My blog's name came after a long conversation with my 15 year old daughter about why solving the economic woes and getting out of Iraq and Afganistan are taking so long.  We talked about that again yesterday.  Here's what I learned from her.
  1. We must clearly communicate the history of a problem so that people can understand it fully
  2. Once the history is laid out and clear, we must listen to ideas. Listening is so much better than talking.
  3. Kids are smarter than we think they are.  They can handle the truth about war, politics, religion, and sex.  Why do we feel like we must protect them?
  4. Her take on things:
    1. When my school district handed down a 3% paycut across the board, I picked up summer work to make ends meet. Therefore, our government should raise taxes.
    2. When we got jobs, we started saving for retirement. When we had kids, we started saving for college. This is how to prepare for the future.  Social Security and Medicare fill that gap for some but these should not be paying for the wealthy or upper middle class.
    3. Anytime our family is feeling a little pinched, we all give up something to get through. Cutting programs should not be out of the questions.
I realize that the President, Senators, and Representatives at the bargaining table are worried about getting reelected but they need to do their damn jobs. Raise taxes, trim SS/MC benefits for those who can afford it, and trim expensive programs.

Thursday, June 23, 2011

Summer Time

"Oh, you must love not having anything to do in the summer!"

 "Ummmm, yeah, that would be nice?"

How else should I answer that question?  So I have taken off a lot more than I can chew this summer and I am wasting time blogging about it.  I need to sort it all out.  I am hoping that I can find some reason in it all:  2 CLEAN reviews, CLEAN resource collections, IGES-NASA Reviews, Learn More About Climate work, ESSEA, ICEE, and the Rain Garden Project.

Sure, all these "gigs" are a great way to make up for the 3% paycut that Jeffco handed out.  Now I can continue to save for retirement and the girl's college.  And I really think I could make it all work if all the deadlines weren't the same. As it is, I am working in my sleep.

'Nuff complaining! How many people can sit in the dappled shade of aspen trees in their back yard and make money?  Not too many!!

O.K. So, life is good: good family, good friends, good opportunities.  I just need to practice a bit of self-discipline so I don't burn out.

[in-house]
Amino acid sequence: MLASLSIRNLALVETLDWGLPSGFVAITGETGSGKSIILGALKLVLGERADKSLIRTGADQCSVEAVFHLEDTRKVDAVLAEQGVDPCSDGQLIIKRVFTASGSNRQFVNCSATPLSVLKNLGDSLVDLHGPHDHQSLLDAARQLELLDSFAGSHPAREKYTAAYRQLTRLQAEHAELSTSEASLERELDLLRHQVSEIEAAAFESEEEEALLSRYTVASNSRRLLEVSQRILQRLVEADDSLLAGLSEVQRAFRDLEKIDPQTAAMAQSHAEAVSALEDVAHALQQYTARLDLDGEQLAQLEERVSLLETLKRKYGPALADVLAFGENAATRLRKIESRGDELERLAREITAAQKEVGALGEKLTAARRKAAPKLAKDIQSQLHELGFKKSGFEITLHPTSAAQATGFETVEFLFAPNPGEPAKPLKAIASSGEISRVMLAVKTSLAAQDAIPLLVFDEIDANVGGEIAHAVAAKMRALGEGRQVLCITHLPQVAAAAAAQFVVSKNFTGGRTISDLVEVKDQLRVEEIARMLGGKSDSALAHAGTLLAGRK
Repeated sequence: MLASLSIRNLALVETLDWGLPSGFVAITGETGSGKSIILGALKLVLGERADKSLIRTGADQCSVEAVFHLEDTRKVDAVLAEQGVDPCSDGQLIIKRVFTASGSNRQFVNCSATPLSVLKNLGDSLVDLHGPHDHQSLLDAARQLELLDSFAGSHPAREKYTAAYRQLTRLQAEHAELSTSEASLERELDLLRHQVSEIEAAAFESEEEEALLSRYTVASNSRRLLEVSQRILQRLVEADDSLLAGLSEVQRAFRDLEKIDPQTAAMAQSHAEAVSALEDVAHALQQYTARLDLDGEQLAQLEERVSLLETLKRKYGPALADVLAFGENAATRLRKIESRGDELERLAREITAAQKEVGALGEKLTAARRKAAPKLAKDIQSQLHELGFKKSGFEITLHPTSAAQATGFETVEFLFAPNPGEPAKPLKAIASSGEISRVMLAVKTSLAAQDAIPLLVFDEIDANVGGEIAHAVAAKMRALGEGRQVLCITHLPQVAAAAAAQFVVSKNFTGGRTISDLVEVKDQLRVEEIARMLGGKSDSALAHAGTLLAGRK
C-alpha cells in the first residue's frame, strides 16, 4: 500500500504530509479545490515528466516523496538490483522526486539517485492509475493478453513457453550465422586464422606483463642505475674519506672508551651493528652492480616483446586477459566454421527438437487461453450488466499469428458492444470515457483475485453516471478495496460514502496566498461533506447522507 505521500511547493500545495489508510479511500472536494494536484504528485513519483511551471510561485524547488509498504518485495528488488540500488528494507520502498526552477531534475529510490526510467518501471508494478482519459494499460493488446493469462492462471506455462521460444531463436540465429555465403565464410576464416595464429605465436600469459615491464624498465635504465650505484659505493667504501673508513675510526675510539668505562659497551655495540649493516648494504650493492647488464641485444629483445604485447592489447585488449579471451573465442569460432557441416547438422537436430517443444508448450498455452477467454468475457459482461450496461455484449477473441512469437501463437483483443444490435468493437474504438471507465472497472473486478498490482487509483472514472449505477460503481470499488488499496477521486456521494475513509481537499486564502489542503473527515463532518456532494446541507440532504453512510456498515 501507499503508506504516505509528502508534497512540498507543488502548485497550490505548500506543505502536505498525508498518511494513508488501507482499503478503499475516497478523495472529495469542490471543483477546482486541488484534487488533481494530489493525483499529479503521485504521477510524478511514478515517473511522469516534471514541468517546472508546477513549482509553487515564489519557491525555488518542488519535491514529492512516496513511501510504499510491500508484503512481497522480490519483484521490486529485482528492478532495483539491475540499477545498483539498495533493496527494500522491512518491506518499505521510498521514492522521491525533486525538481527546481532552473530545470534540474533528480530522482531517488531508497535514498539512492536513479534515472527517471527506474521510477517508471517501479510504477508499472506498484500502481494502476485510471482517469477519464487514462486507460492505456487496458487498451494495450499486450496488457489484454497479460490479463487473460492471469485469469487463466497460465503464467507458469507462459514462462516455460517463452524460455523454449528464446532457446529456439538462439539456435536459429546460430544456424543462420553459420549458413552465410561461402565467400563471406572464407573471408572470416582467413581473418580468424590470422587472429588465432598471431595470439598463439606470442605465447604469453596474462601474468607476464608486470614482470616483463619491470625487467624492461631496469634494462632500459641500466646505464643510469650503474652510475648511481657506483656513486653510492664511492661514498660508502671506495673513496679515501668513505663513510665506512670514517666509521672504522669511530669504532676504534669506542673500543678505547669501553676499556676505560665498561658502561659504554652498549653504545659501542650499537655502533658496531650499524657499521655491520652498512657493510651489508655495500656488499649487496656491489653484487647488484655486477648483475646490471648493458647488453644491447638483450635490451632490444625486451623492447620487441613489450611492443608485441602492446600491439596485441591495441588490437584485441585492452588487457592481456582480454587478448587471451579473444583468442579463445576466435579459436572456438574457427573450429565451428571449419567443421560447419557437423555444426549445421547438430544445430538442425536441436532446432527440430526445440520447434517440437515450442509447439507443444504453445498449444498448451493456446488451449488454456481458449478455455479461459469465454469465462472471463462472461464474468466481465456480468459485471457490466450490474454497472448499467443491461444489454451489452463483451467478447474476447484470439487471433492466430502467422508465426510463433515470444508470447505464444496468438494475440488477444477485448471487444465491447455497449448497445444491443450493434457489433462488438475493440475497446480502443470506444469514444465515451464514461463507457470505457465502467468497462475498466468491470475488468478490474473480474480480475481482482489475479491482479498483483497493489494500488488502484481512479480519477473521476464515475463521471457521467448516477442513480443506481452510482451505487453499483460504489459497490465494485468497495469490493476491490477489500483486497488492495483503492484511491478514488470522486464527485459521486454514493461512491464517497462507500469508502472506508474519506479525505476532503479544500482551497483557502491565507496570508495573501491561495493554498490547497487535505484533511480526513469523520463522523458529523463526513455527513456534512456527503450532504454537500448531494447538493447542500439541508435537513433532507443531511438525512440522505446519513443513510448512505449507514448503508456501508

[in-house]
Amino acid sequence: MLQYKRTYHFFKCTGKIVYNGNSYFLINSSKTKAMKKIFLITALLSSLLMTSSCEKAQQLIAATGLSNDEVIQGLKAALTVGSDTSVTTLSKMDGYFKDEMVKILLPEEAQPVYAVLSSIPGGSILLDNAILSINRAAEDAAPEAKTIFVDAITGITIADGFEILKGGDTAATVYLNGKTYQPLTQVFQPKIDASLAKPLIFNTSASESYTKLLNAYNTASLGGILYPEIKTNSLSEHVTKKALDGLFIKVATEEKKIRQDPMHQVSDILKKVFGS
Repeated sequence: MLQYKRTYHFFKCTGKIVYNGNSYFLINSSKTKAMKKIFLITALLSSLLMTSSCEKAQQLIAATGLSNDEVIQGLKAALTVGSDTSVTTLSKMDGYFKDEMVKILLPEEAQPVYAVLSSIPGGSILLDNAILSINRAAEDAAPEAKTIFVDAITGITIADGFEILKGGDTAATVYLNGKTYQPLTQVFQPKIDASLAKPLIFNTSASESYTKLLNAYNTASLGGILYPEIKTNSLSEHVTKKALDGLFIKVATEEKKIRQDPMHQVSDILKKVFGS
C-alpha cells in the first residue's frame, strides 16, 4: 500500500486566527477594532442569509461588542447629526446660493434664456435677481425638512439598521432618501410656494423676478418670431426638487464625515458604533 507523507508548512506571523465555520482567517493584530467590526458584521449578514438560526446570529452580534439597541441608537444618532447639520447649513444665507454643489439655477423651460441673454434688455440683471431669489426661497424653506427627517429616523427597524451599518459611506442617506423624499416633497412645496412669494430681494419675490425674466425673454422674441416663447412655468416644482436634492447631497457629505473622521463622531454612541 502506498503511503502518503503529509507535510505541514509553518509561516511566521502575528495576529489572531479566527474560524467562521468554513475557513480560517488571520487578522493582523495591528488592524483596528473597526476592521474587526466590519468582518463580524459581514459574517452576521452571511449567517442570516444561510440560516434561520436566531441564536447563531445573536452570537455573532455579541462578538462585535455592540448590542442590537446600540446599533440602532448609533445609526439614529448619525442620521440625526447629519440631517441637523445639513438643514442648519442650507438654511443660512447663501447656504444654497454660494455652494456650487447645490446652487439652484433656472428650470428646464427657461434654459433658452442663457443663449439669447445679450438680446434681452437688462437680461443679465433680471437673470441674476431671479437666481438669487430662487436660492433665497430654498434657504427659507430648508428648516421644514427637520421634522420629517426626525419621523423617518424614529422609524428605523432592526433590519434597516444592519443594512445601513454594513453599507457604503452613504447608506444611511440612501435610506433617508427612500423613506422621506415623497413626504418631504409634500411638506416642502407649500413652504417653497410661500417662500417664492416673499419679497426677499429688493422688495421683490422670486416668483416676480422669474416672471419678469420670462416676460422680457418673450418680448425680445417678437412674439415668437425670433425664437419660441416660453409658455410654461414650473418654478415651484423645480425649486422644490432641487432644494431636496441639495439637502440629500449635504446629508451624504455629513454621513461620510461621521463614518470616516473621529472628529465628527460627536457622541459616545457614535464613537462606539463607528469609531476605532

Saturday, February 12, 2011

Grading vs. Assessing

I love finding out how my students are learning.  I love talking with them, listening to them problem solve, and helping them shed misconceptions.  But, I hate grading.  You may think that this doesn't make sense. Grading doesn't feel like it really makes much of a difference. Maybe it is the way that I do it? Maybe it is because I feel like many students don't care about the comments or the feedback because the papers end up in the recycling bin before they are ever examined.

Standards-Based grading seems like a possible solution to this problem.  Can I develop a method of grading that truly assesses what my students know? Can this system help students retain their learning for a longer period of time? Can assessment motivate my students to learn rather than motivating them for a grade?

This is my quest!!

Tuesday, February 1, 2011

Robins at -16 F

An arctic cold front has moved southward, encompassing the plains states and making everyone question the concept of global warming.  Three days ago, it was 62 degrees outside and people were hiking in shorts! Today I woke to -20 and wondered how all the critters that spent the night out could ever survive.

Then I saw him, a big beautiful Robin, sitting on my deck railing and eating the bits of bird food that had spilled when I filled the feeders.  Where did he come from and how could he survive these frigid temperatures?  What a paradox to stand outside, a weak sun shining without heat, listening to a robin sing.